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Even Food Delivery Is Getting Hit in Virus Siege

Tim Culpan

(Bloomberg Opinion) -- The various levels of lockdown and quarantine across China haven’t proven a golden opportunity for the biggest food delivery and bookings company, a warning for on-demand service providers elsewhere as more of the world stays at home to avoid the coronavirus.

Meituan Dianping says it will post a loss for the first quarter ending Tuesday following a decline in revenue. The Beijing-based company’s business consists of three main divisions — food delivery, restaurant and travel bookings, and other services such as car hailing, bike rental and groceries.

Bookings, which account for around 23% of revenue, took the biggest hit. That was predictable. Consumers aren’t keen to take a seat at a restaurant or a night at a hotel amid a deadly disease outbreak, and widespread travel curbs meant moving around China wasn’t an option.

Food was more of a surprise. Two months ago amid the Lunar New Year break, I theorized that such deliveries  — at 56% of Meituan’s revenue — might bounce back quickly as customers opted to stay in rather than eat out. I was wrong.

Thousands of vendors on Meituan’s platform were forced to close either voluntarily or by mandate, and thus couldn’t provide meals. Those who did stay open were often met with fear and complications on the demand side.

Many customers had concerns not only over the safety of meals coming from restaurants, but the drivers who delivered them. Those still willing to order online were met with layers of challenges as local governments, neighborhoods and buildings exercised strict controls over who could come and go. There was no supply bottleneck for drivers; Meituan noted plenty of capacity on hand.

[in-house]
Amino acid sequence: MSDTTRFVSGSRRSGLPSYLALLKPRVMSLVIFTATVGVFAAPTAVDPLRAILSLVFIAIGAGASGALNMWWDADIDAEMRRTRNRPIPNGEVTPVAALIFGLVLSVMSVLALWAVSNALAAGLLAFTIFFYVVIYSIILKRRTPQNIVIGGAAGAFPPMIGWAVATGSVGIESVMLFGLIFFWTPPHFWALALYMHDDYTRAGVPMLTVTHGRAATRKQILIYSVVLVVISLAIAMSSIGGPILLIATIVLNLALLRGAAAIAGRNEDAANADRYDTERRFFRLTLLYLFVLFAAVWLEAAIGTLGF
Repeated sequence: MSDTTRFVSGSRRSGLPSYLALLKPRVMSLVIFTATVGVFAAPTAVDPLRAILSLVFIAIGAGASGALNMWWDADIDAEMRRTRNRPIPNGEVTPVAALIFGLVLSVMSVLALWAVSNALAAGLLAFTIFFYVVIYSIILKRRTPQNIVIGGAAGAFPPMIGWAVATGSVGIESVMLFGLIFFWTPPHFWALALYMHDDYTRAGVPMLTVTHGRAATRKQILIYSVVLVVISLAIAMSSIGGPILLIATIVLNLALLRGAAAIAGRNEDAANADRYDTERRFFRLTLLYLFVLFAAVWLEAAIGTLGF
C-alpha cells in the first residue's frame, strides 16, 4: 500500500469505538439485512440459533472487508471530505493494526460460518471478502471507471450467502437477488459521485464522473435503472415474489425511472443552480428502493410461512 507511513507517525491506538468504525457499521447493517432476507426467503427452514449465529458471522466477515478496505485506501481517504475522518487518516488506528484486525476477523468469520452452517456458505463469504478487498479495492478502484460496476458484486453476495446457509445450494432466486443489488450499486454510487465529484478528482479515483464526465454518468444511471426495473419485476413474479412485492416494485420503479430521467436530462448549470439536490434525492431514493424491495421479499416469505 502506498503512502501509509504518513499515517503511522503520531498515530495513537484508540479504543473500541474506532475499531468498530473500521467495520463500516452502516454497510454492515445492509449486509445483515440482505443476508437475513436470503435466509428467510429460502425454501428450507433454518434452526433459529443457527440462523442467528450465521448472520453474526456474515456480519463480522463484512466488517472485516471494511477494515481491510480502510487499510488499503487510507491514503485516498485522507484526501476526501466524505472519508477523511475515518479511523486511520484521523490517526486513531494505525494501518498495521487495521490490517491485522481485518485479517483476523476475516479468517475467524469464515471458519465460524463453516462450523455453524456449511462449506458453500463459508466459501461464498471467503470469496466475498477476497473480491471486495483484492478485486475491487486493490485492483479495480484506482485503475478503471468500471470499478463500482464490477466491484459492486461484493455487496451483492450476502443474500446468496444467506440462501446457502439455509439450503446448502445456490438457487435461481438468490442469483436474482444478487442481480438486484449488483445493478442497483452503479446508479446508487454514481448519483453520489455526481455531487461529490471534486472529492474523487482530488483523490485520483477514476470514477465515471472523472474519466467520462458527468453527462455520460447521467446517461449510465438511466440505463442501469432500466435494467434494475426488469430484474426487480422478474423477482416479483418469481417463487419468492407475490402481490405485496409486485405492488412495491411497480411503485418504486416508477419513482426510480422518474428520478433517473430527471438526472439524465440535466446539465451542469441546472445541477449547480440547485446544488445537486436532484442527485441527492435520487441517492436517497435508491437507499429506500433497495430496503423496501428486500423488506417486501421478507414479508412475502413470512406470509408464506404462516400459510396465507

Three weeks ago, Alibaba Group Holding Ltd. said that its own courier and food delivery services, Cainiao and ele.me, were back to full staffing. But the food business was still down because many restaurants remained closed.

An upside has been grocery delivery. Meituan’s two services, self-operated and marketplace, have seen strong growth during the crisis, a trend that echoes what Alibaba experienced with its Freshippo service. In many cities, consumers either cannot or prefer not to step out to shop. They’re apparently less afraid of groceries brought to their door than fresh-cooked meals.

Even as China returns to a certain level of normalcy, food delivery may struggle for another few months. Most companies are maintaining degrees of isolation, such as working from home or rotating shifts. Taking lunches to places of business is normally an important part of the consumption scenario.  

As investors start to ponder the outlook for Delivery Hero SE, Just Eat Takeaway, and GrubHub Inc., they’d do well to look at how their China peers have fared during the virus battle. Collectively, these companies get most of their revenue from Western markets that are now imposing lockdowns to battle the pandemic. They’re implementing contact-free and non-cash deliveries to make customers feel safe.

That may not be enough. While it’s true that people still have to eat, China’s experience shows that this doesn’t mean consumers will necessarily order delivery or that restaurants can supply them.

This column does not necessarily reflect the opinion of Bloomberg LP and its owners.

Tim Culpan is a Bloomberg Opinion columnist covering technology. He previously covered technology for Bloomberg News.

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